Full-size, TKL, 60% and more: a guide to mechanical keyboard sizes

When I was a boy, keyboards only came in one size: large. 104 or 105 keys were the norm, and anything less would make you feel a little short changed! As mechanical keyboards have exploded in popularity, keyboard makers have created new layouts (and repopularised old ones!) with far fewer keys. We’re talking about Tenkeyless keyboards with 87 keys, or keyboards with 75%, 60% or even 40% of the keys you’d expect on a full-size keyboard.

In this article, we’ll show you some of the most popular keyboard form factors, tell you about their strengths and weaknesses, and suggest some of our favourite keyboards of that type.

Full-size (100%)

Full-size keyboards. These have 104, 105 or even 108 keys depending on whether you’re talking about ANSI (USA), ISO (EU) or JIS (Japan) layouts.

Generally the alphanumerics, navigational cluster and number pad are separated horizontally, with the F keys running along the top.

This keyboard comes with an integrated number pad, typically on the right side, which is great if you’re inputting numbers frequently or you need the maximum number of keys at your disposal (for complex games like flight sims, for example).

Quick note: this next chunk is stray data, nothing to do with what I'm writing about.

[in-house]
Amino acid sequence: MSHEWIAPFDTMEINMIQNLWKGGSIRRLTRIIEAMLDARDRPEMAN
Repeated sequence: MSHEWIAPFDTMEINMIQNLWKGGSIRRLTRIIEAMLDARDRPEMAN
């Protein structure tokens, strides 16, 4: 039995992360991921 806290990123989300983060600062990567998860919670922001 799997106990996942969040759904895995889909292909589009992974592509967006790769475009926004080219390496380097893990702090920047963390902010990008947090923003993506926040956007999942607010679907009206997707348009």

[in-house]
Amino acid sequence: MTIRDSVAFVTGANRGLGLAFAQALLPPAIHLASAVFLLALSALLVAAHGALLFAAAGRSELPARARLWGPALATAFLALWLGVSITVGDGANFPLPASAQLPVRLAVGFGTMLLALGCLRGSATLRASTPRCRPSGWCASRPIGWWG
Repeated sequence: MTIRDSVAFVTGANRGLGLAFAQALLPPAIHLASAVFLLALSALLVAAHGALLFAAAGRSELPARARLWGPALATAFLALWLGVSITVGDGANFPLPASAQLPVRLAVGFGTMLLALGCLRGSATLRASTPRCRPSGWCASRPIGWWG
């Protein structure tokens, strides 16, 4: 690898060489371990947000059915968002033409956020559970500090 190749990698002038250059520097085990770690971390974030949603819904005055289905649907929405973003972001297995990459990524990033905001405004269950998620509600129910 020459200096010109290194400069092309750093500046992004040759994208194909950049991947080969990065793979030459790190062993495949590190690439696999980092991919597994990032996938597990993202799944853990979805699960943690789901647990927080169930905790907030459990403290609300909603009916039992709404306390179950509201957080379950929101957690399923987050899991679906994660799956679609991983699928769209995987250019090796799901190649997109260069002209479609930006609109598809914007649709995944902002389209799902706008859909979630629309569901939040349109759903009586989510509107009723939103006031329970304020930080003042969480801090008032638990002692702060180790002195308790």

See all 100% full-size keyboards


1800-Compact is an alternative full-size layout that has the same number of keys as a full-size keyboard in a slightly more compact arrangement. Here, the arrow keys are squished below the Enter key, while the other navigational keys go above the number pad.

The result is a keyboard that looks unique, has all the keys of a full-size keyboard and takes up a tiny bit less space. Of course, you will need to relearn where those relocated keys have ended up, but it’s not the end of the world!

Tenkeyless (TKL, 87%, 80%)

Tenkeyless or TKL is the most common compact keyboard layout, available from many mainstream mech manufacturers like Filco, Corsair, Razer etc. This layout is just a full-size layout without the number pad, resulting in 87 or 88 keys with about 80% of the width of a full-size keyboard — hence the alternate names for TKL being 87% or 80%.